The Freedom Artist

Akashic. Feb. 2020. 336p. ISBN 9781617757914. $30.95. F
“Upwake!” That startling command appears on the sidewalks and buildings in a land without books, where words are dangerous and questions deadly. Mirababa asks his grandpa, “What is freedom?” Amalantis courageously posits, “Who is the prisoner?” Their answers? Silence. When Amalantis disappears, her lover, Karnak, must break through the stasis, braving death to search for the place where those who dare to speak up against the Hierarchy are hidden. Okri employs simple sentences and brief chapters to invoke an alarming and complex parable of a world on the edge, where up is down and down is up. But readers shouldn’t fool themselves into believing that this is another dystopian tale of the future; it feels all too current. Like the prisoners in Plato’s cave, we have complacently accepted its bland existence, unable to remember that there was once, and could be again, another reality where words deliver freedom rather than condemnation.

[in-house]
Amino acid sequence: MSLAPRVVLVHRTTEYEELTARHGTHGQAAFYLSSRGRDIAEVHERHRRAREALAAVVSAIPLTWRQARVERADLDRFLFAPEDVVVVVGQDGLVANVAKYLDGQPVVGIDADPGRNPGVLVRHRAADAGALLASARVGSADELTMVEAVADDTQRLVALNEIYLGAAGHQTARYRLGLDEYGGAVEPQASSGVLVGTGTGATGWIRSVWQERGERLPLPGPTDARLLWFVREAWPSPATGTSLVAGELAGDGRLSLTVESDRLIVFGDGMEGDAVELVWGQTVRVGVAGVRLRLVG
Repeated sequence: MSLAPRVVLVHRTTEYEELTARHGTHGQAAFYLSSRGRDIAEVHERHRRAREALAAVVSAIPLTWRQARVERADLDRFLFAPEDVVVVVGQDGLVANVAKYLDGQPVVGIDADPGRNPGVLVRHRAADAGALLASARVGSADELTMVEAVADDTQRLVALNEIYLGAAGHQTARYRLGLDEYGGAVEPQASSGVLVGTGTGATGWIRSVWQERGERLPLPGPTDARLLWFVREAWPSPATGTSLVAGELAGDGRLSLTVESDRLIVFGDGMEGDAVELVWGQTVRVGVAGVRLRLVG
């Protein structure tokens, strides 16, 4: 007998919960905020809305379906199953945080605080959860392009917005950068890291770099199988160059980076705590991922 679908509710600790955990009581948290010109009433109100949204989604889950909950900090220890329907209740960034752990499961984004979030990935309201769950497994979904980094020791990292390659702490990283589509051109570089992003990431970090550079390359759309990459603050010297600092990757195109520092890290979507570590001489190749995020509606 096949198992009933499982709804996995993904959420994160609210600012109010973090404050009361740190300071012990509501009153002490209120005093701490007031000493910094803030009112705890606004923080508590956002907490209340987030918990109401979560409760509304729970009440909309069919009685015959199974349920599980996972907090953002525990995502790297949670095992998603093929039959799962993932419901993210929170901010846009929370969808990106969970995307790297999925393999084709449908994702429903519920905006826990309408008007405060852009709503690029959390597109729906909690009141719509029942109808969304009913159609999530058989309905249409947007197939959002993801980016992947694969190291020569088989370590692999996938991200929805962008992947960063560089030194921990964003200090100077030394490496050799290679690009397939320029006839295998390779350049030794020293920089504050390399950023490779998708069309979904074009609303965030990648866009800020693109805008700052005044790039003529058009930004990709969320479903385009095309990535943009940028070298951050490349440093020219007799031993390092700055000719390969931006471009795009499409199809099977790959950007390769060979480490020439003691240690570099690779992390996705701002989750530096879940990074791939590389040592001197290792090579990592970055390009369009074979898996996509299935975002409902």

VERDICT Like George Orwell and Margaret Atwood before him, the Booker Prize–winning Okri (The Famished Road) writes a passionate cri de coeur, a clarion call to activists everywhere to resist apathy and recognize that we are all on this beautiful globe together and that it is ours to lose.
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